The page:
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EnergyNest to build first industrial battery for oil & gas giant Eni

Project at Sicilian refinery will test Norwegian start-up's 'heatcrete' thermal concept starting in 2020

Norwegian energy storage start-up EnergyNext has inked a contract with Italian oil & gas major Eni to develop a first industrial-scale version of its thermal battery technology at a refinery on the southern coast of Sicily.

The so-called Gela project will be built around a steel-and-concrete-based ‘Heatcrete’ battery connecting an existing concentrate solar power installation and a steam turbine used for electricity generation.

The proto-battery, the size of which was not disclosed, will release solar energy stored during the day during the night to supply the refinery, which until now was fossil fuel-powered.

The project is slated to be operational in the second half of 2020, saving 60 tonnes of CO2 emissions per year.

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“Many traditional energy companies, utilities as well as energy-intensive industry are still caught in old thinking,” said EnergyNest CEO Christian Thiel.

“This hampers fast progress, true environmental responsibility as well as new profitable business models. We applaud the leadership of Eni to actively adapt new technologies in their business and operations. Thermal batteries are now on the radar.”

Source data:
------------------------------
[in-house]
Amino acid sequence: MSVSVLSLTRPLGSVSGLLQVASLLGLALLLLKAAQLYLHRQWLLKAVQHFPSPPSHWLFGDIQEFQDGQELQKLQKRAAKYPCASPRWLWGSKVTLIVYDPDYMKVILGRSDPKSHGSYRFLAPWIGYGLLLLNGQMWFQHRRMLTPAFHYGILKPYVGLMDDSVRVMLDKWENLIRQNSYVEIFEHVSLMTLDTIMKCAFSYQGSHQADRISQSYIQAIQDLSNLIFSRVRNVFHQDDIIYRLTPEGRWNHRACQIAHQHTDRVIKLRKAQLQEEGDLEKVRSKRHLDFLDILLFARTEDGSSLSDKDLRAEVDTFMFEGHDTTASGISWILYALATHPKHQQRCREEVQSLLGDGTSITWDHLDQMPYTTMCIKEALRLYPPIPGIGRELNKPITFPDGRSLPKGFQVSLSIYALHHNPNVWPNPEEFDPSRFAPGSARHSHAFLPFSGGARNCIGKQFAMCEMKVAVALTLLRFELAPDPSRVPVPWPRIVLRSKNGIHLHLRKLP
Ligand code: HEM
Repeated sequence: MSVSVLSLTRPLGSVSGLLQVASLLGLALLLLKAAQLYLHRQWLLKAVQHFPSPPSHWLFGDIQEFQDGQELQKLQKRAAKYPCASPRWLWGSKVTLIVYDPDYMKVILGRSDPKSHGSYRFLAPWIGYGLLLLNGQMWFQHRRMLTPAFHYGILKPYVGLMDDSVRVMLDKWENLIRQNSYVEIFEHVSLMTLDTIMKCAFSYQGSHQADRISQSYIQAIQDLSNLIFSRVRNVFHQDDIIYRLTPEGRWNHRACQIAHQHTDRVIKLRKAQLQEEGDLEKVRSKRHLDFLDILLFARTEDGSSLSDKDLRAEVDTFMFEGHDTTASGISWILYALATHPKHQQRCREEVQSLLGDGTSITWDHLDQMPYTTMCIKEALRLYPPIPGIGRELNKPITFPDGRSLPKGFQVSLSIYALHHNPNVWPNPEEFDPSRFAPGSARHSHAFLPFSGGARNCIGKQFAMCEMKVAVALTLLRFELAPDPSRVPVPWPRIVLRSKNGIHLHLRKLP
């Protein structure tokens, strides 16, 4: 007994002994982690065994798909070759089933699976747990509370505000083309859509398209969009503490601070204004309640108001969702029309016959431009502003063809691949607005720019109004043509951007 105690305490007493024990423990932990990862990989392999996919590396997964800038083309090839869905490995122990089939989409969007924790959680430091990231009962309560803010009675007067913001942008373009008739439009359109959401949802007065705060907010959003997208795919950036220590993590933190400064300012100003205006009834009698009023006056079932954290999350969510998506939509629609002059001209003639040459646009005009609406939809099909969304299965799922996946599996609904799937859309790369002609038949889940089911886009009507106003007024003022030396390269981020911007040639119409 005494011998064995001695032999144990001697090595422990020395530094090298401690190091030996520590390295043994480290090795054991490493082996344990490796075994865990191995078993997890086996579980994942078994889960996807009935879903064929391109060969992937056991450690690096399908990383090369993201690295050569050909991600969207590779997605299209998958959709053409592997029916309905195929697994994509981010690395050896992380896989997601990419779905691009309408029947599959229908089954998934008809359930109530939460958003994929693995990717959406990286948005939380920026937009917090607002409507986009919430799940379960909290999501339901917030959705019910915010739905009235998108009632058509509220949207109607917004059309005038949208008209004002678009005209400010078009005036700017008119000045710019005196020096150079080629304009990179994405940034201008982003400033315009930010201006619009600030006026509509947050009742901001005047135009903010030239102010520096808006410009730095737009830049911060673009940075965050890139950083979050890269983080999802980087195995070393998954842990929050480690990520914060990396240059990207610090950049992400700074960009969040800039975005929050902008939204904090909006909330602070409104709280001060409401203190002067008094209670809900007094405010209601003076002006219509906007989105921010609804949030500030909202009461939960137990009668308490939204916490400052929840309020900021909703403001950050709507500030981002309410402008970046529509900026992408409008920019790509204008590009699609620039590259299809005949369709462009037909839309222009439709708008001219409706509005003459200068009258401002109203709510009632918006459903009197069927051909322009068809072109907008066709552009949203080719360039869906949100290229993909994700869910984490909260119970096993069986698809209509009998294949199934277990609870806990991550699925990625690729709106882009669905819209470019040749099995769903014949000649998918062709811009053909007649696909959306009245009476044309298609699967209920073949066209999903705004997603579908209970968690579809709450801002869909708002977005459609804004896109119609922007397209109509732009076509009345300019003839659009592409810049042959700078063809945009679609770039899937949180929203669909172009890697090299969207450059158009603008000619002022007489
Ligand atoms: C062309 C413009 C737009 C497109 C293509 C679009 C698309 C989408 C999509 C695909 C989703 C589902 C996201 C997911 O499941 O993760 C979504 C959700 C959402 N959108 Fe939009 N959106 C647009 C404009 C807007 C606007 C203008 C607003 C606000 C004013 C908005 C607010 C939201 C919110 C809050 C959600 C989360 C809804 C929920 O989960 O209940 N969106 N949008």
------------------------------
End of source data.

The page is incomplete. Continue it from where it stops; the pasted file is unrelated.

EnergyNest has been testing a 1MWh demonstration thermal battery unit in Masdar City, in Abu Dhabi, over several years, with DNV GL externally validating its performance in 2017. Last year, it set up a manufacturing hub in Rotterdam, the Netherlands, to produce a design engineered to fit 20-foot intermodal containers.

Stationary energy storage installations will grow 122-fold from 2018 to 2040, rising from 9GW/17GWh to 1,095GW/2,850GWh and pulling in $662bn of investment, according to a new report from BloombergNEF.

In recent weeks Recharge has reported how Google spin-off and molten-salt specialist Malta has attracted a raft of billionaire investors and Swiss outfit Energy Vault secured $110m of funding from Japanese corporate giant SoftBank.

UK startup Highview, meanwhile, which is developing a liquid-air cryogenic energy storage concept, already has commercial projects in the pipeline; Siemens Gamesa has built its hot-rock thermal-storage commercial pilot project, and is expecting to offer the technology commercially in 2021; and wind pioneer Henrik Stiesdal is due to begin operation of a 1MW/24MWh hot-rock commercial pilot next year, with a view to commercialising the system within the next two years.

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